The President should mark the one year anniversary of the implementation of deferred action by expanding it to the rest of our family members. Marco Rubio might warn that Obama could act alone if Congress fails to pass immigration reform. But the truth is that the President to should act now in order to help immigration reform’s chance of passing at all.
Ironically, in a quote being spread widely, Rubio said that Obama could issue “an executive order as he did for the DREAM Act kids a year ago, where he basically legalizes 11 million people by the sign of a pen,” and doing so doesn’t require the intolerable compromises we’ve seen in Congress. Rubio goes on to say, “We won’t get any E-Verify. We won’t get any border security. But he’ll legalize them.”
As someone who’s lived with the fear that comes with being undocumented since I came to the US and continues to live with the worry that my mother could be deported at any moment, hearing the option that Rubio laid out for the President actually sounds pretty good. The question isn’t will the President expand DACA if Congress fails to pass reform. It’s why hasn’t he done it already?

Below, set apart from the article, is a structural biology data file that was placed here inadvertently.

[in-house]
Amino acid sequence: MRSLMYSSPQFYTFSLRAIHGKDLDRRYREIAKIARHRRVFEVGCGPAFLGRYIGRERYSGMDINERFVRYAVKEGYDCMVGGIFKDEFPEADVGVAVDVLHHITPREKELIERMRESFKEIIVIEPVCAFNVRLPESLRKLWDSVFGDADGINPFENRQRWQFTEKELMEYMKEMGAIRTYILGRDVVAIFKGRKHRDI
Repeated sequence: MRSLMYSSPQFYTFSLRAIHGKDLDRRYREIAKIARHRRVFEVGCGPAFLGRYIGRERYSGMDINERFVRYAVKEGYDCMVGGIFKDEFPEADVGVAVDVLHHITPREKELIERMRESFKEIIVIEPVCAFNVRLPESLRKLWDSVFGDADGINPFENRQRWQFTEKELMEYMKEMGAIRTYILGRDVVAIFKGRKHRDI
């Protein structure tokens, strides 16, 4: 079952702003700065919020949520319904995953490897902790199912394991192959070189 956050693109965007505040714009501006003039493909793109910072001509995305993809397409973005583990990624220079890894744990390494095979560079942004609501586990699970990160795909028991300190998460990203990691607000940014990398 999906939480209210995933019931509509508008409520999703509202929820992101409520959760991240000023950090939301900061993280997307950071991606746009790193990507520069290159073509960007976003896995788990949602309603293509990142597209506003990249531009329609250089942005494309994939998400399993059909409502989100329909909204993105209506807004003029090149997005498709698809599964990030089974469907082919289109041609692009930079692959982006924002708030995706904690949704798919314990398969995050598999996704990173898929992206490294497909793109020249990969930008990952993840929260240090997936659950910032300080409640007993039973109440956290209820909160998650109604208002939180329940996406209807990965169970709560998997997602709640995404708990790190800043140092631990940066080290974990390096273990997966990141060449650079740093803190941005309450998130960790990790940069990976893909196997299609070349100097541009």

Deferred action, a program that has granted relief from the threat of deportation and legal status to hundreds of thousands of Dream-eligible youth, is neither amnesty nor a new policy invented by Obama. It’s a long-standing form of executive power used as far back as 1971. The fact that Rubio warns against its expansion shows us two things. First, his statement is really a warning that Republicans in the House don’t want to move on anything that recognizes the political equality of the undocumented. And second, he actually highlights the responsibility of the President to take immediate action.
Obama leading on immigration reform and showing that our equality is not to be bargained with is not a last resort after a logjam in Congress but a step that needs to be taken now to prevent it. The militarization that Rubio warns won’t come to fruition is a $46 billion waste that meets the interests of defense contractors but not the American people and not those who want to see the inclusion of the 11 million people who already call the US home.